Stick it to the Argos flying scabs

For an example of a truly bad company look no further than UK retailer Argos (no link as I don’t want to help give the scum any business). The arrogant management at Argos has decided that rather than having intelligent discussions with its trade union partners in Ireland, that it would rather fly in scabs from the UK to try and bust the industrial action in its Irish stores.

Whatever the rights and wrongs of the dispute between Argos and Irish trade union Mandate, it is morally indefensible for Argos management to try and bust legitimate industrial action by flying in scab labour from abroad. Especially since one of the union’s requests is simply that it should be allowed to negotiate pay rises on behalf of its members. There is a legitimate argument around what percentage rise it should be, but it should be a given that a union can negotiate on behalf of its members.

It’s a shame that Argos has turned out to be such a reprehensible company, as I’d actually been planning to do quite a lot of my Christmas shopping there. Not now, as I’m joining the boycott. You can also join a Facebook group.

Argos free returns – make them pay

If you really want to stick it to the Argos management, there is an even better way than just the boycott. Argos offers “Free returns within 30days” so that means if you’ve bought anything in the last month you can take it back, reclaim the money and buy it from a more socially responsible store.

Technorati Tags: Argos, Mandate, trade union, campaign

5 Replies to “Stick it to the Argos flying scabs

  1. Hi Stuart,

    Maybe it's the closet fascist that lurks inside every evil Tory (like me) rearing it's ugly head again, but this post isn't exactly your usual measured, balanced commentary.

    There are two sides to every story and, whilst I haven't done any research, I can bet that the same is the case here. Surely Argos' response runs something along the following lines:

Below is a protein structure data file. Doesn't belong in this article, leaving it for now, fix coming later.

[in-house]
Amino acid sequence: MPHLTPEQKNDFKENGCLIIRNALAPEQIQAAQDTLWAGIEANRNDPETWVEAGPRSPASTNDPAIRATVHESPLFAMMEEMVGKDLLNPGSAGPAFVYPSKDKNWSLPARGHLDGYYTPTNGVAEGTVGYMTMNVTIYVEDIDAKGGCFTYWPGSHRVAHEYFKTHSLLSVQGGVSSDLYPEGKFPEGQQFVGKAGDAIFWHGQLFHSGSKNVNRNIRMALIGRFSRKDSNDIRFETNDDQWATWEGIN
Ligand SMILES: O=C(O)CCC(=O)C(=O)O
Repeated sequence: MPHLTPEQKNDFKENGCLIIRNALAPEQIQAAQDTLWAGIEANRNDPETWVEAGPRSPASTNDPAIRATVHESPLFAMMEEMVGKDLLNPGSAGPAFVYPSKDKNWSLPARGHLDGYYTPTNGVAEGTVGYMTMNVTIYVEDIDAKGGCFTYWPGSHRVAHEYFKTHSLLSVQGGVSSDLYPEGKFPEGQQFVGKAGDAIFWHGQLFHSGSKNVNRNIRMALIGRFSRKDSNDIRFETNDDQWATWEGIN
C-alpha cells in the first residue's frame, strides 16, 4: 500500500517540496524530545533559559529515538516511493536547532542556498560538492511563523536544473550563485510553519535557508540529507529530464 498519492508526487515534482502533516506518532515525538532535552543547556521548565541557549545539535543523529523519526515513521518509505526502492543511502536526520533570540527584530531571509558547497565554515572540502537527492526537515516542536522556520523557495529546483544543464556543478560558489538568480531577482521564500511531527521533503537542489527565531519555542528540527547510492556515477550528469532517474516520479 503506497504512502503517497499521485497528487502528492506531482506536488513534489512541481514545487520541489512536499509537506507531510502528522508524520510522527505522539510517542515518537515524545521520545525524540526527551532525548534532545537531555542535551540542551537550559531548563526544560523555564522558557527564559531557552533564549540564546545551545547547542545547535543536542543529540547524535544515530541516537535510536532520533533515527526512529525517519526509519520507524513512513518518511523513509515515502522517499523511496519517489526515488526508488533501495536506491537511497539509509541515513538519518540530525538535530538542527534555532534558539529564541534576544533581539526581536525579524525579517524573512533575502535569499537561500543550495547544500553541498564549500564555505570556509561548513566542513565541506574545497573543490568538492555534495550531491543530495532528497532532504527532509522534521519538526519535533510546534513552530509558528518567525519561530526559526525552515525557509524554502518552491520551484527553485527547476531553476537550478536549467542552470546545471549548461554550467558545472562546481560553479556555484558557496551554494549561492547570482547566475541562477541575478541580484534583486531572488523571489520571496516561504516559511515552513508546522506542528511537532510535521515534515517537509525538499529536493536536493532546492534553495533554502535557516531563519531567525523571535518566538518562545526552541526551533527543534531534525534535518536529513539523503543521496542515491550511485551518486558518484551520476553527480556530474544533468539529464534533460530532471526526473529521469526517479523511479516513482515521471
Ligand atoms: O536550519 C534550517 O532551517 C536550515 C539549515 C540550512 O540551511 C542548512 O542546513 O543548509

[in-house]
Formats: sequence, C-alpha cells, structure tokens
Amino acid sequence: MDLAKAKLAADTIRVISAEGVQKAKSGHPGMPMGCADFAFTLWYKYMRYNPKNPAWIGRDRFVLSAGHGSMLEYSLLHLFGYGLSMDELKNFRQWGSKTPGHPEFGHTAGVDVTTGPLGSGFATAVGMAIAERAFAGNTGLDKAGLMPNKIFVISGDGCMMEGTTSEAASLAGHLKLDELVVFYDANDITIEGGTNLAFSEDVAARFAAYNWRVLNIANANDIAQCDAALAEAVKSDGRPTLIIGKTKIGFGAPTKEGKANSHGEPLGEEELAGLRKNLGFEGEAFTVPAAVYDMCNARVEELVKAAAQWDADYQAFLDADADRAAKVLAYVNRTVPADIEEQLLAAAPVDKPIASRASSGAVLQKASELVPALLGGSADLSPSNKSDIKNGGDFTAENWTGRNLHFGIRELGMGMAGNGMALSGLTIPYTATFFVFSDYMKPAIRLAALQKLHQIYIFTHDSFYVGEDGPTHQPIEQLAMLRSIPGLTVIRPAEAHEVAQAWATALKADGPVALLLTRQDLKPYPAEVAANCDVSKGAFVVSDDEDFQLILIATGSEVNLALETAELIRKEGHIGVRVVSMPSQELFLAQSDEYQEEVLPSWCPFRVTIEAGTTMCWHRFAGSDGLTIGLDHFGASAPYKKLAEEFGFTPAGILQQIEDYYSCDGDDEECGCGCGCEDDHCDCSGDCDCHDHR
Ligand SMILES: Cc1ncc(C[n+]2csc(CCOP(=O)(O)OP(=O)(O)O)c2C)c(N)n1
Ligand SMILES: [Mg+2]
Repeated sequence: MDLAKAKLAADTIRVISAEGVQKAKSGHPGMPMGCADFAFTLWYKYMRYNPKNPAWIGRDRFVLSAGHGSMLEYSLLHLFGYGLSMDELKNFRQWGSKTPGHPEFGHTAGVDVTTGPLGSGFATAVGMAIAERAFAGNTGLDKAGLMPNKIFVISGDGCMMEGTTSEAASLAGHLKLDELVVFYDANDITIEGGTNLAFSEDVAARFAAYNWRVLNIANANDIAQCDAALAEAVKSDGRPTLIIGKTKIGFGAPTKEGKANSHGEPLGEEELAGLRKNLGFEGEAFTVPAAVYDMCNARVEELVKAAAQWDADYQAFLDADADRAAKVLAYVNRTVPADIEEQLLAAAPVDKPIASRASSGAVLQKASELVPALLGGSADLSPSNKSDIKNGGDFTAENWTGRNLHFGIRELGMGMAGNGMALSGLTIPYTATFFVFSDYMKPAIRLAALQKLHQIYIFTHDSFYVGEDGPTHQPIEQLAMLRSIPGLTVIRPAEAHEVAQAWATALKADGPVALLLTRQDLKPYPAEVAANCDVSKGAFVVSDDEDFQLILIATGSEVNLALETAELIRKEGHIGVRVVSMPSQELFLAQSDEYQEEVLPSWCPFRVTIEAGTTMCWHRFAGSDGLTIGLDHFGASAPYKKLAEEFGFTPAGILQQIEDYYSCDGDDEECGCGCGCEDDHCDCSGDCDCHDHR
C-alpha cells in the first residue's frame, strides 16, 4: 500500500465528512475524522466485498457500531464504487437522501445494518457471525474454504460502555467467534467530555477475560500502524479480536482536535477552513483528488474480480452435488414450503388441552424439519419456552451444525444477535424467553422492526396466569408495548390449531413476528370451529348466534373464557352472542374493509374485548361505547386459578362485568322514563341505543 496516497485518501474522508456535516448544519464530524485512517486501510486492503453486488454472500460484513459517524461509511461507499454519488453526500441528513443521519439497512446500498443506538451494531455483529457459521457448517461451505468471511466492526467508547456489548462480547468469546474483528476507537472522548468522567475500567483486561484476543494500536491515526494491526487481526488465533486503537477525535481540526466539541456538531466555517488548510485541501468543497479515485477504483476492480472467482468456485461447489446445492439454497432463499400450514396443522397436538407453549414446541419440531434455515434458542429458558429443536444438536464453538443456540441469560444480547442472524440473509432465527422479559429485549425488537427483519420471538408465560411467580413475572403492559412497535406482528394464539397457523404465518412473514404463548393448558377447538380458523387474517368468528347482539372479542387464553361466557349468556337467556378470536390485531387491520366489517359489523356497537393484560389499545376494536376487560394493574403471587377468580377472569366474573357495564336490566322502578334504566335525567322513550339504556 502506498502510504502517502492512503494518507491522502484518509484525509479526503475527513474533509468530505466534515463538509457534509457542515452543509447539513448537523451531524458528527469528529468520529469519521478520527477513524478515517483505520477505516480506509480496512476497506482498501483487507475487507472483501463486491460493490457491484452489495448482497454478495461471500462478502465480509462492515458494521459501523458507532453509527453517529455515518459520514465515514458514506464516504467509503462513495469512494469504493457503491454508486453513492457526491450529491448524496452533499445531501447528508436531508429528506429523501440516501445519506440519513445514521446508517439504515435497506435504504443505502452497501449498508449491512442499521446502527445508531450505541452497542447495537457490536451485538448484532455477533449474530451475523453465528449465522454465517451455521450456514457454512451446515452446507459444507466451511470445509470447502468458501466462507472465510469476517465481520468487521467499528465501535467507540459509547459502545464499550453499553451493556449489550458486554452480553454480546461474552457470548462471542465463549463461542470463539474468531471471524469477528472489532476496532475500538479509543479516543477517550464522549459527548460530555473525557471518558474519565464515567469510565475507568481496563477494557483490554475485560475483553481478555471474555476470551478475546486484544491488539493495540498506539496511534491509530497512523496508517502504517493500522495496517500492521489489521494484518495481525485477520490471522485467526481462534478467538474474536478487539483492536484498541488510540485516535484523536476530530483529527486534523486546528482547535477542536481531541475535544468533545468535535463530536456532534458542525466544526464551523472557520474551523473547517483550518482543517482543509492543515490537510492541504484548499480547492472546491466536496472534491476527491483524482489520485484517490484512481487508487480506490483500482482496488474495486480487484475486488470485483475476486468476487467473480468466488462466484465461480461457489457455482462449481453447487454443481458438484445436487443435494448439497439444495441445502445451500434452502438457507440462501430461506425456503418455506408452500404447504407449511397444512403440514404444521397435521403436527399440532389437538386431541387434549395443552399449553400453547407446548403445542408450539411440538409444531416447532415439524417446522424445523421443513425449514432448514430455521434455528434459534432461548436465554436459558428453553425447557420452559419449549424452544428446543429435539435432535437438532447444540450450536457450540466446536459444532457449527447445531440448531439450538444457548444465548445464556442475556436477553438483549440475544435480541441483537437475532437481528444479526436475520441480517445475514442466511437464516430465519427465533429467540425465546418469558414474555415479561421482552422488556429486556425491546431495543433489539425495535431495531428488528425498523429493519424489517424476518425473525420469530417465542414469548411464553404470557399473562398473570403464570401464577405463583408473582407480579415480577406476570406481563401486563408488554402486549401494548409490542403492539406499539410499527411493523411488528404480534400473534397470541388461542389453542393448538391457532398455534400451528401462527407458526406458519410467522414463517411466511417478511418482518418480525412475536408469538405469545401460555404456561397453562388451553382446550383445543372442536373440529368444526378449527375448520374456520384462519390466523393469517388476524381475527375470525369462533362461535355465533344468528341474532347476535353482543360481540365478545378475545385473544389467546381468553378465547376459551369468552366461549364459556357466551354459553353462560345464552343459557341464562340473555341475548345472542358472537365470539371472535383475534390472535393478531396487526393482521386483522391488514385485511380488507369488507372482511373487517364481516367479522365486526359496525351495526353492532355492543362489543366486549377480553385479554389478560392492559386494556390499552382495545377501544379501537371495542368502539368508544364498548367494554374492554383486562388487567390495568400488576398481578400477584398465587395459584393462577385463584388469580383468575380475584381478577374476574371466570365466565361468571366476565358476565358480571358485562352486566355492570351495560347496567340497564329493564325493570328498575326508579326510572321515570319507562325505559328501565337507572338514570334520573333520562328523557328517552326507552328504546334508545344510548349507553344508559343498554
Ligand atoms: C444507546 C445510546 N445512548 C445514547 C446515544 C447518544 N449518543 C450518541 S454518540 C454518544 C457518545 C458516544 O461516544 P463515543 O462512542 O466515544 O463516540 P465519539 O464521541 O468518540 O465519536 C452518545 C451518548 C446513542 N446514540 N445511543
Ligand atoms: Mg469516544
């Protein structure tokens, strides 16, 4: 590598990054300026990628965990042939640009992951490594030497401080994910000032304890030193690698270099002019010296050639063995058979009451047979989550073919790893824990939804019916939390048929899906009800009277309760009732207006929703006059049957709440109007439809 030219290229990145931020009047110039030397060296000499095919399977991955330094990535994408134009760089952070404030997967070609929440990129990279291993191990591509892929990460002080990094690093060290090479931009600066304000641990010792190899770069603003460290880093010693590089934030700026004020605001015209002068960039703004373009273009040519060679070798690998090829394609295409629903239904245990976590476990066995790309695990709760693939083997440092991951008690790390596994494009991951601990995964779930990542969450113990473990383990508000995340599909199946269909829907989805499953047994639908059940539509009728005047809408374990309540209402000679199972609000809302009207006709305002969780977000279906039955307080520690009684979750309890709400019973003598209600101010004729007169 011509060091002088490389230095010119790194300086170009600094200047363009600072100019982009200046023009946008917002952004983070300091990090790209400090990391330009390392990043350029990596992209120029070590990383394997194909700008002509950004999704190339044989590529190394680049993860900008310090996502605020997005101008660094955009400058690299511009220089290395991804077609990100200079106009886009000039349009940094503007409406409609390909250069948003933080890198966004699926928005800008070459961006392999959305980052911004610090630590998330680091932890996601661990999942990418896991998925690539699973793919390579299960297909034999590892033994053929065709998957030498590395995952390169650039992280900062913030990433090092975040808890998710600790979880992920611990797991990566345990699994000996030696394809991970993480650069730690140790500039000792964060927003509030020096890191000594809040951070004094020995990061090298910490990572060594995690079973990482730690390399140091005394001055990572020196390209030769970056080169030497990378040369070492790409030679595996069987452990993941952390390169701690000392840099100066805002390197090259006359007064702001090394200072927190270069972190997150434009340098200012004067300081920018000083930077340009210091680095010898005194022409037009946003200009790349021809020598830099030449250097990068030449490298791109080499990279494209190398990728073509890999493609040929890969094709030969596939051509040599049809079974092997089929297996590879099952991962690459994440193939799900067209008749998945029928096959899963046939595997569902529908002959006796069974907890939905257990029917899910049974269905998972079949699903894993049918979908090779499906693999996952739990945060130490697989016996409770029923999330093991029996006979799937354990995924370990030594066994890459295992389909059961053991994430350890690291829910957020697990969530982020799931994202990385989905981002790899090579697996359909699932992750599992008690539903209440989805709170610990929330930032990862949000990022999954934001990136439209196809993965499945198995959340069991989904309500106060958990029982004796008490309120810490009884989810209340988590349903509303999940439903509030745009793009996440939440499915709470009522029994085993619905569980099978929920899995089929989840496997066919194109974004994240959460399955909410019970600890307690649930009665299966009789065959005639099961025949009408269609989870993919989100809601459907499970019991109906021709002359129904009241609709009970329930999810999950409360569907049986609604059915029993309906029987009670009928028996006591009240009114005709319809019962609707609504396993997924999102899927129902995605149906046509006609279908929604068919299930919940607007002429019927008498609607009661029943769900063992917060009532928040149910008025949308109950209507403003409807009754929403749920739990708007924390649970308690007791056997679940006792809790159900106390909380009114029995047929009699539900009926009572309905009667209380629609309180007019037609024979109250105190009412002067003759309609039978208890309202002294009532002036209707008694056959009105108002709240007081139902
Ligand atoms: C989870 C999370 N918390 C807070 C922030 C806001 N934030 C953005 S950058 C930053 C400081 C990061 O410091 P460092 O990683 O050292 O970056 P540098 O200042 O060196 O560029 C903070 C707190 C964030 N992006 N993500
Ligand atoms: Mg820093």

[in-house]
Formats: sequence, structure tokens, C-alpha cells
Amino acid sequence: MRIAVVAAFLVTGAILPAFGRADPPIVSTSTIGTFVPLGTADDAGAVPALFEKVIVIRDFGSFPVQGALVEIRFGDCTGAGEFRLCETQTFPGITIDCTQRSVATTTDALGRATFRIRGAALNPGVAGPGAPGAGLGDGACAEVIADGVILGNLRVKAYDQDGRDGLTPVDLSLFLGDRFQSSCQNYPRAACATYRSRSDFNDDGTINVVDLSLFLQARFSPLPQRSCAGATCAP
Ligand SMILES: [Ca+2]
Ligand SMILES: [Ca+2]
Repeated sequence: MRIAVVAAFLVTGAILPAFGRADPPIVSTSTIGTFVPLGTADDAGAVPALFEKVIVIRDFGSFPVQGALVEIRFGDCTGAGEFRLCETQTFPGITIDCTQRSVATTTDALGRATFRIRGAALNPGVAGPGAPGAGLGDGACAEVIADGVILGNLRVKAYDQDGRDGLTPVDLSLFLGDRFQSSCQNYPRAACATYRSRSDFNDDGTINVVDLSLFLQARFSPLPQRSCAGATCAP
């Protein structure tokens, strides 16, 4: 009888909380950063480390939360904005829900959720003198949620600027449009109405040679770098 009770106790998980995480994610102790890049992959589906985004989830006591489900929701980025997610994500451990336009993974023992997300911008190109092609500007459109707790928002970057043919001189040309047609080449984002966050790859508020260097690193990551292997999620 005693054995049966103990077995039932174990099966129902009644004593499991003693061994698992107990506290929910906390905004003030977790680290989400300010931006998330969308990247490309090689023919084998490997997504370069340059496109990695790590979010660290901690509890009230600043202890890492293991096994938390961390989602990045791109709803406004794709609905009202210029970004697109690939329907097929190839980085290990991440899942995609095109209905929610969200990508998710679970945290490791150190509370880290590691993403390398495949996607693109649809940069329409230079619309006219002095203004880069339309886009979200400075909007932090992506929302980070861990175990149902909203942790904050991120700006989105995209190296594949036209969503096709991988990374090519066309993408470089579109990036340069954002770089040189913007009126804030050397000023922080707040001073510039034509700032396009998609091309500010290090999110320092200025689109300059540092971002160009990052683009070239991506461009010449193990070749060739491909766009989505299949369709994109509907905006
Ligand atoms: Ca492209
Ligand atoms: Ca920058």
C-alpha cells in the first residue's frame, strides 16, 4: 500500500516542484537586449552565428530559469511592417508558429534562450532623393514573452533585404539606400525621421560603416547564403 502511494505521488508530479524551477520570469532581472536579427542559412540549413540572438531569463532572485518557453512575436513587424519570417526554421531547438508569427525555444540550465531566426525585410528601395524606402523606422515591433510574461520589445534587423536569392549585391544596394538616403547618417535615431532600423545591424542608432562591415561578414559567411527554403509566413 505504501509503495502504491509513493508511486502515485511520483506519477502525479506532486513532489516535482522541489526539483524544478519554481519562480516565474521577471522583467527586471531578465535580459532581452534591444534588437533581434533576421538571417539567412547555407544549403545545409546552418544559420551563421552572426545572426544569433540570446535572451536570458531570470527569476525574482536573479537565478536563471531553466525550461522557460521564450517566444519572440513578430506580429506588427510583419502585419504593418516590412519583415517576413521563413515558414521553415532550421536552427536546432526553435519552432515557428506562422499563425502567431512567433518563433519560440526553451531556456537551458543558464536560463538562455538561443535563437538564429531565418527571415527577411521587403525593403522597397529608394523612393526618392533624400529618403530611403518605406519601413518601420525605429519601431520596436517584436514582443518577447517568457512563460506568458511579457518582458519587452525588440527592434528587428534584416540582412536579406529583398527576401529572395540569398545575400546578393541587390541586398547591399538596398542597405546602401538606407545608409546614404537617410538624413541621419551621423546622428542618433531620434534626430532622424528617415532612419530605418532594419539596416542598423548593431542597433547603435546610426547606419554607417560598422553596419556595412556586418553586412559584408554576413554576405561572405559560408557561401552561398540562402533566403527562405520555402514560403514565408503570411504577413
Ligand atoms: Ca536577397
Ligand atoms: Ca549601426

"We are in a dispute with staff over pay and conditions, we take that seriously and are working to negotiate a solution. In the mean time we have a responsibility to our customers to ensure that they get their purchases, many of which will be christmas gifts, within a reasonable time.

    "The workers we have brought in are clearly a temporary solution designed to deal with a specific problem."

    So I say, don't stick it to the flying scabs, and don't try to ensure that all the workers currently in dispute loose their jobs when argos goes broke by abusing a free return policy that is there solely for the customers' benefit.

  2. Written quickly so may be I wasn't as clear as I could have been. My point was specifically about 'busting' the strike by using foreign Labour. It was not about the merits of the dispute. Argos can not possibly be in serious negotiations if it is employing these tactics. I support the Tory legislation against flying pickets, but it cuts both ways.

  3. Stuart
    Belated comment. This post was certainly more polemical than your normal posts but if you can't have a rant on your own blog, where can you? You obviously decided that your comments will not have upset any of your clients, which is the only reason to hold back.

  4. Rob, you're right it is more polemic than usual.And on re-reading it I'm not sure I accurately conveyed my thoughts. My point was that it isn't about the rights/wrongs of the dispute, but that certain tactics are morally reprehensible and beyond the pale. It is very bad CSR. Strike breaking is NOT the way a responsible corporate acts. Industrial disputes are part of business and sometimes the company is right, sometimes the union, more usually somewhere between the two. But both sides must act responsibly and there are things that unions should never do (intimidation, flying pickets etc) and things that employers should never do (intimidation, flying workers/scabs) should never do.

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